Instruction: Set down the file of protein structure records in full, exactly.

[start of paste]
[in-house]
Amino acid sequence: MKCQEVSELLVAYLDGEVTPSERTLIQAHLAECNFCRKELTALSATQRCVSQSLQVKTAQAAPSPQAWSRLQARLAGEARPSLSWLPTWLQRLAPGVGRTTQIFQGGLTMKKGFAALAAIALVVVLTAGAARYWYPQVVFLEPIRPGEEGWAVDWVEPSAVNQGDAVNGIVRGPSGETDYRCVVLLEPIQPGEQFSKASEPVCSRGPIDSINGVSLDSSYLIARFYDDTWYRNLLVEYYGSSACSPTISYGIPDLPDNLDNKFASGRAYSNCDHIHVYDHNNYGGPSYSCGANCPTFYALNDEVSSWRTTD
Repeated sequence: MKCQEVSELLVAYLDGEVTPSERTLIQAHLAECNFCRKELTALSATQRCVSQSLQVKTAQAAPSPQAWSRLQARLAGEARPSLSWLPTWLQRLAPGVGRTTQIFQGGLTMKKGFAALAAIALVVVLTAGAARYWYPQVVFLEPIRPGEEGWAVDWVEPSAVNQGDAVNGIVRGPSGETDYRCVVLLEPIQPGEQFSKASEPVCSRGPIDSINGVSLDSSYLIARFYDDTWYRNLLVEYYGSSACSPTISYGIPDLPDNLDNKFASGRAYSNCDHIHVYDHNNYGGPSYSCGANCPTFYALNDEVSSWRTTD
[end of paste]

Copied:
[in-house]
Amino acid sequence: MKCQEVSELLVAYLDGEVTPSERTLIQAHLAECNFCRKELTALSATQRCVSQSLQVKTAQAAPSPQAWSRLQARLAGEARPSLSWLPTWLQRLAPGVGRTTQIFQGGLTMKKGFAALAAIALVVVLTAGAARYWYPQVVFLEPIRPGEEGWAVDWVEPSAVNQGDAVNGIVRGPSGETDYRCVVLLEPIQPGEQFSKASEPVCSRGPIDSINGVSLDSSYLIARFYDDTWYRNLLVEYYGSSACSPTISYGIPDLPDNLDNKFASGRAYSNCDHIHVYDHNNYGGPSYSCGANCPTFYALNDEVSSWRTTD
Repeated sequence: MKCQEVSELLVAYLDGEVTPSERTLIQAHLAECNFCRKELTALSATQRCVSQSLQVKTAQAAPSPQAWSRLQARLAGEARPSLSWLPTWLQRLAPGVGRTTQIFQGGLTMKKGFAALAAIALVVVLTAGAARYWYPQVVFLEPIRPGEEGWAVDWVEPSAVNQGDAVNGIVRGPSGETDYRCVVLLEPIQPGEQFSKASEPVCSRGPIDSINGVSLDSSYLIARFYDDTWYRNLLVEYYGSSACSPTISYGIPDLPDNLDNKFASGRAYSNCDHIHVYDHNNYGGPSYSCGANCPTFYALNDEVSSWRTTD